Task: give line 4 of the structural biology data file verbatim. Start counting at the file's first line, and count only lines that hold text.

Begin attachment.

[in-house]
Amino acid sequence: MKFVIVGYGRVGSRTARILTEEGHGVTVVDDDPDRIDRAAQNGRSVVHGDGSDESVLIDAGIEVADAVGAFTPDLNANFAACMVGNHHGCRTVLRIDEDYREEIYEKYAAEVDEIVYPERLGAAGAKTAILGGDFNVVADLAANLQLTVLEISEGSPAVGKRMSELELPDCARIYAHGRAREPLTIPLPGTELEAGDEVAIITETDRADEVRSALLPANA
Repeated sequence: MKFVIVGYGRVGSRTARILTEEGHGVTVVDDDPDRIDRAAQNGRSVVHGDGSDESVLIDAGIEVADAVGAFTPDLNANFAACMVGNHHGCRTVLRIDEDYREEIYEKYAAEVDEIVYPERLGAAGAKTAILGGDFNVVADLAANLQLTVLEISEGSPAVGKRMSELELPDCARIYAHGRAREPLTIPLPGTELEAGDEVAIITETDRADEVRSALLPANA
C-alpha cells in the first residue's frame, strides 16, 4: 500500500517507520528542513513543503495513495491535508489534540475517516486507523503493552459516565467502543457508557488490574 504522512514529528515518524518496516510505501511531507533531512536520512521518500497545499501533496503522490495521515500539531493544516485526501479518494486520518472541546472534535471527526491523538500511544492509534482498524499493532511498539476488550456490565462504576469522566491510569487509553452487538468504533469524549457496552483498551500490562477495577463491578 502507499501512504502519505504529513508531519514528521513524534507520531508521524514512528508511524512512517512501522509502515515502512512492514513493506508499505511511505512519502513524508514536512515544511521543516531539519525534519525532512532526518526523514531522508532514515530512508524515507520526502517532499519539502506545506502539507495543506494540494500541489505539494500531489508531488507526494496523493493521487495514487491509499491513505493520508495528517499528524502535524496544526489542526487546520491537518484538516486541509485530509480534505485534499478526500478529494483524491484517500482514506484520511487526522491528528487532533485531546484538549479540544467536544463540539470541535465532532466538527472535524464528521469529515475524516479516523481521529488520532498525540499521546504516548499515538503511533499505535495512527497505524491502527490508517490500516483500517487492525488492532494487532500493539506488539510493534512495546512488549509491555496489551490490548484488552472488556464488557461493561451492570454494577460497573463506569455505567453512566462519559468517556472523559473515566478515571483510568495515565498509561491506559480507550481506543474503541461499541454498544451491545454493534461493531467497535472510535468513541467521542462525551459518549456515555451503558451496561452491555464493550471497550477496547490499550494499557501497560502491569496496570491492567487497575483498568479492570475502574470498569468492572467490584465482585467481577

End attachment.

C-alpha cells in the first residue's frame, strides 16, 4: 500500500517507520528542513513543503495513495491535508489534540475517516486507523503493552459516565467502543457508557488490574 504522512514529528515518524518496516510505501511531507533531512536520512521518500497545499501533496503522490495521515500539531493544516485526501479518494486520518472541546472534535471527526491523538500511544492509534482498524499493532511498539476488550456490565462504576469522566491510569487509553452487538468504533469524549457496552483498551500490562477495577463491578 502507499501512504502519505504529513508531519514528521513524534507520531508521524514512528508511524512512517512501522509502515515502512512492514513493506508499505511511505512519502513524508514536512515544511521543516531539519525534519525532512532526518526523514531522508532514515530512508524515507520526502517532499519539502506545506502539507495543506494540494500541489505539494500531489508531488507526494496523493493521487495514487491509499491513505493520508495528517499528524502535524496544526489542526487546520491537518484538516486541509485530509480534505485534499478526500478529494483524491484517500482514506484520511487526522491528528487532533485531546484538549479540544467536544463540539470541535465532532466538527472535524464528521469529515475524516479516523481521529488520532498525540499521546504516548499515538503511533499505535495512527497505524491502527490508517490500516483500517487492525488492532494487532500493539506488539510493534512495546512488549509491555496489551490490548484488552472488556464488557461493561451492570454494577460497573463506569455505567453512566462519559468517556472523559473515566478515571483510568495515565498509561491506559480507550481506543474503541461499541454498544451491545454493534461493531467497535472510535468513541467521542462525551459518549456515555451503558451496561452491555464493550471497550477496547490499550494499557501497560502491569496496570491492567487497575483498568479492570475502574470498569468492572467490584465482585467481577